Chiropractic care deals with the diagnosis, treatment and prevention of mechanical disorders of the musculoskeletal system, including the neck, thorax, and the lumbar spine. Treatment involves manual therapy, manipulation and adjustment of the spine, joints, and myofascial releases of the soft tissues. Chiropractic care is an integral part of the medical field and its roles assumes more and more popularity.
It is estimated that over 50% of the population consult chiropractors for spinal issues. Chiropractors work in synch with other professionals to relieve pain. They are allowed to order diagnostic tests and imaging, explain to the patient the findings, perform thorough physical examination and plan a management regimen for treatment. They are not allowed to prescribe medications. Their duties usually vary from state to state.
Chiropractic care has several interfaces with other disciplines. It overlaps with manual therapy professions, including osteopathic manipulations, massage therapy, and physical therapy. Occasionally, chiropractors can dispense dietary supplements that benefit the overall wellbeing and the joints. When applied by a skillful and experienced chiropractor, spinal manipulation is overall safe.
Chiropractic care for low back pain: There is continuing conflict of opinion on the efficacy of Spinal Manipulative Therapy (SMT) for nonspecific low back pain. A 2008 review found strong evidence that Spinal Manipulation (SM) is similar in effect to medical care with exercise. A 2007 review found good evidence that SM is moderately effective for low back pain lasting more than 4 weeks; a 2008 literature synthesis found good evidence supporting SM for low back pain regardless of duration. Of four systematic reviews published between 2000 and May 2005, only one recommended SM, and a 2004 Cochrane review found that SM or mobilization is no more or less effective than other standard interventions for back pain. Methods for formulating treatment guidelines for low back pain differ significantly between countries, casting some doubt on their reliability (Edited from Wikipedia)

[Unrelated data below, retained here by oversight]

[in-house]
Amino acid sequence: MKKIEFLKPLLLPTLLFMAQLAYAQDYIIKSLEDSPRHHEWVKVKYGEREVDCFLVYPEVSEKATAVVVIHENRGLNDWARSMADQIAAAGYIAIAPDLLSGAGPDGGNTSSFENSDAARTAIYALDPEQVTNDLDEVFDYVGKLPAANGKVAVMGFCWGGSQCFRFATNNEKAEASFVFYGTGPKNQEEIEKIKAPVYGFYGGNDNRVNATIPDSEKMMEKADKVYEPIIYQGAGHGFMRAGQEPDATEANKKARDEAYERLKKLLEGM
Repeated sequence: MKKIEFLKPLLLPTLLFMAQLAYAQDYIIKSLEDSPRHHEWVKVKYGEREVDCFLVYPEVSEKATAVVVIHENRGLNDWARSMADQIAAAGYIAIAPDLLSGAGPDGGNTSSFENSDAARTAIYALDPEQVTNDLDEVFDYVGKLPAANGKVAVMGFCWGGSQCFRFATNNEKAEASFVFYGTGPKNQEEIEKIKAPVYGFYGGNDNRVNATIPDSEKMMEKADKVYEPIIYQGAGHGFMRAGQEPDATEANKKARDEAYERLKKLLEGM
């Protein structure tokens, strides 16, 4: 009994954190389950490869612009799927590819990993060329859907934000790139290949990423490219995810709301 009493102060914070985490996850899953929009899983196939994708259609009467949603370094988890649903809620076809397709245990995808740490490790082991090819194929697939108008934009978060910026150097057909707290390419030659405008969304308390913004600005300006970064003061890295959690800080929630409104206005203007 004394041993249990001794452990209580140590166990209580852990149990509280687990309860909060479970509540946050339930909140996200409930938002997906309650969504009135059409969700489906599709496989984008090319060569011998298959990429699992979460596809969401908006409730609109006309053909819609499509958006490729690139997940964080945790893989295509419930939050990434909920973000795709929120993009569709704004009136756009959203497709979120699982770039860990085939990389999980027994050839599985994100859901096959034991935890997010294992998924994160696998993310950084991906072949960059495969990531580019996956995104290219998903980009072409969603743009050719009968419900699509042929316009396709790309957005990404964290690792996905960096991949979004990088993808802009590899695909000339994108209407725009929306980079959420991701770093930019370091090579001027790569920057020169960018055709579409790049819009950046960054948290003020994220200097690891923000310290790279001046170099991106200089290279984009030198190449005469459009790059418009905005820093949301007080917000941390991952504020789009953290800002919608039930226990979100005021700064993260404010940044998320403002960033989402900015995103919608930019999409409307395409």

Chiropractic care for whiplash and neck pain: There is no overall consensus on manual therapies for neck pain. A 2009 systematic review of controlled clinical trials found no evidence that chiropractic spinal manipulation is effective for whiplash injury. A 2008 review found evidence that educational videos, mobilization, and exercises appear more beneficial for whiplash than alternatives; that SM, mobilization, supervised exercise, low-level laser therapy and perhaps acupuncture are more effective for non-whiplash neck pain than alternatives but none of these treatments is clearly superior; and that there is no evidence that any intervention improves prognosis. A 2007 review found that SM and mobilization are effective for neck pain. Of three systematic reviews of SM published between 2000 and May 2005, one reached a positive conclusion, and a 2004 Cochrane review found that SM and mobilization are beneficial only when combined with exercise. A 2005 review found consistent evidence supporting mobilization for acute whiplash, and limited evidence supporting SM for whiplash (Edited from Wikipedia)